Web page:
Please use this identifier to cite or link to this item: https://scholarbank.nus.edu.sg/handle/10635/222074
Title: IDENTIFYING FACTORS AFFECTING CONSTRUCTION PRODUCTIVITY AND PERFORMANCE BENCHMARKING AT THE PROJECT LEVEL
Authors: TAN JIA HONG JOHN
Keywords: Building
PFM
Project and Facilities Management
Ling Yean Yng Florence
2014/2015 PFM
Issue Date: 16-Jun-2015
Citation: TAN JIA HONG JOHN (2015-06-16). IDENTIFYING FACTORS AFFECTING CONSTRUCTION PRODUCTIVITY AND PERFORMANCE BENCHMARKING AT THE PROJECT LEVEL. ScholarBank@NUS Repository.
Abstract: Low construction productivity has been a cause for concern for Singapore’s construction industry. However, the factors that affect construction productivity in Singapore remain unclear. Furthermore, a lack of a suitable benchmarking metrics for construction productivity at the project level has prevented firms from understanding their performance in relation to their competitors. Based on the research problem, the research had three objectives: (i) to identify probable factors for the low construction productivity, (ii) to ascertain the usefulness of the identified variables for construction firms in Singapore and (iii) to suggest an appropriate benchmarking metrics for construction productivity at the project level. A literature review was done to ascertain the possible factors that affect construction productivity. After which, data from 37 recently completed public sector projects were analysed with the SPSS software. A Pearson’s correlation test found that buildability, constructability and factors relating to economies of scale were significantly related to construction productivity scores. Moreover, through an ANOVA test, smaller projects by contract value and floor area as well as projects by smaller firms was found to have significantly lower productivity scores compared to larger projects and projects undertaken by larger firms respectively. However, no significant difference in productivity scores was identified between medium and large projects. The results indicate that economies of scale positively impact construction productivity but the impact tapers off once the project reaches a certain size. Based on the findings, a 2 by 2 matrix was developed, identifying buildability and constructability as both variable and controllable by firms. This may be used by firms to identify the factors that are most useful to them in improving construction productivity. Furthermore, performance benchmarking metrics were developed for construction productivity scores, segregating projects by contract value, floor area and firm grade. It may be used by firms to better understand their performance in construction productivity with respect to their competitors within the same category.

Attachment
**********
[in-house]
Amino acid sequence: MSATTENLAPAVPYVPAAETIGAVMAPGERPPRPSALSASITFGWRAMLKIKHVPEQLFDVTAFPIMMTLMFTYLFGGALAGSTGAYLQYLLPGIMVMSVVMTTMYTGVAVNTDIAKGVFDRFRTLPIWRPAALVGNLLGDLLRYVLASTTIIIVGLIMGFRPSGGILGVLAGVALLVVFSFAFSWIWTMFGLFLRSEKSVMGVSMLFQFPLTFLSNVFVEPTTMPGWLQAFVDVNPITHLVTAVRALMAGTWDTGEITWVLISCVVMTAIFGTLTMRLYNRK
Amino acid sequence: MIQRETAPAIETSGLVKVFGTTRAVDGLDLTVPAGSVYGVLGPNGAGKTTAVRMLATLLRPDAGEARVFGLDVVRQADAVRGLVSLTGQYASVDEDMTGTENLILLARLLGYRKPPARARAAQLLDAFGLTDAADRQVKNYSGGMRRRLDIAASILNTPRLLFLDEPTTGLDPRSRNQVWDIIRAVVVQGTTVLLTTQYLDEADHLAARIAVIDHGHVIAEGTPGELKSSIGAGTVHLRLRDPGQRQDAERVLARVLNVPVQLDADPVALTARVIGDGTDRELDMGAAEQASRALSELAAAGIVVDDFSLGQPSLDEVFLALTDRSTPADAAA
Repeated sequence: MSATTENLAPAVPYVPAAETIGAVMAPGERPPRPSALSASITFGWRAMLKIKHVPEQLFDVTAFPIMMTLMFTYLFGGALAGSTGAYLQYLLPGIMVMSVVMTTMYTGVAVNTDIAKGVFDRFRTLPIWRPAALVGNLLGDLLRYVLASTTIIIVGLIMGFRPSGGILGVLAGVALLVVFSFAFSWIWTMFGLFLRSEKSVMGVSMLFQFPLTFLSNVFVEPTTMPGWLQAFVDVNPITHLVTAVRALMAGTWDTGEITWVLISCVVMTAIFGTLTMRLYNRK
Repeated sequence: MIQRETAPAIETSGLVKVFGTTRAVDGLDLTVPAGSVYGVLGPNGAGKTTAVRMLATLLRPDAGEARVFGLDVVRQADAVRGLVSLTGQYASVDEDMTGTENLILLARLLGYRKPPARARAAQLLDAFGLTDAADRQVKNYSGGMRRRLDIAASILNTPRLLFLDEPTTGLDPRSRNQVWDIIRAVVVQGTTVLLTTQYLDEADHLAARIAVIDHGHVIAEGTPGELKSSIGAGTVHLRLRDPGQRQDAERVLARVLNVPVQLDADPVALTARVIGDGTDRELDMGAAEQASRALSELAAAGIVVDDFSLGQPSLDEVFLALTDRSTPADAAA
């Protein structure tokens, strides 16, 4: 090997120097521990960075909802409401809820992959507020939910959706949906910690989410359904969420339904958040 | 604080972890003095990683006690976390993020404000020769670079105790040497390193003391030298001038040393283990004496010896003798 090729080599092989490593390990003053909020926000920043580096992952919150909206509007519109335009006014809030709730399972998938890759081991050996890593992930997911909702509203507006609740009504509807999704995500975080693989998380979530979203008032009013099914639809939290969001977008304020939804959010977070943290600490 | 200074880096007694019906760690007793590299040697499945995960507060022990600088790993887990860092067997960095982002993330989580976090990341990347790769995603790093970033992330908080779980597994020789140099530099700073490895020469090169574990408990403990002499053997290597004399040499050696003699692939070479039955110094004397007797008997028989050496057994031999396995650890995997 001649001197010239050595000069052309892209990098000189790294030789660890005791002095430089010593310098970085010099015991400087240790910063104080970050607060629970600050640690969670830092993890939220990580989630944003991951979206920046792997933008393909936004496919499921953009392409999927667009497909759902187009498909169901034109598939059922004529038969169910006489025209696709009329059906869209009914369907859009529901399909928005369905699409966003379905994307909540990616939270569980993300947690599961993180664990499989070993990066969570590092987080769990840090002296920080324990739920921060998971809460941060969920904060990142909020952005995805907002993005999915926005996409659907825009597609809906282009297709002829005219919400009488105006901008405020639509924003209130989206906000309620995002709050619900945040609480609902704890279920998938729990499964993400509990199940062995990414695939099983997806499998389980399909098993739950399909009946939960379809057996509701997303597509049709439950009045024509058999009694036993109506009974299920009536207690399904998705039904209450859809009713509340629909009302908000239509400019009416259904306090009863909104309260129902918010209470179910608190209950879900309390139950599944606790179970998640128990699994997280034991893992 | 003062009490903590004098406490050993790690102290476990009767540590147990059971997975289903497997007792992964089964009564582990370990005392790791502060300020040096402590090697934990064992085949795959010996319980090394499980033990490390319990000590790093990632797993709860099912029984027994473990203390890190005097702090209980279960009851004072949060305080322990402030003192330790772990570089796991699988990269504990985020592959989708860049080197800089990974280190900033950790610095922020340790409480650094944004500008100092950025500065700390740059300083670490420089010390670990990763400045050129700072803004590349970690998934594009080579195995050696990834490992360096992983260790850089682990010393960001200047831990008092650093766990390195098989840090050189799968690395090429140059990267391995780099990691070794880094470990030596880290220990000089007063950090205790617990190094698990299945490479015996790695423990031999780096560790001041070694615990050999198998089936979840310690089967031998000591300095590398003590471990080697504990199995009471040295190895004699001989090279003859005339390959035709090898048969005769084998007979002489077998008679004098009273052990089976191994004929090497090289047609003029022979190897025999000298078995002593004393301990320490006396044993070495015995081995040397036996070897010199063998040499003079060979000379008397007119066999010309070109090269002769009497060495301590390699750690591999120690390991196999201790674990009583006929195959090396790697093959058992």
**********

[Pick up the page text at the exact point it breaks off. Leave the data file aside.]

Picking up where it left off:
URI: https://scholarbank.nus.edu.sg/handle/10635/222074
Appears in Collections:Bachelor's Theses

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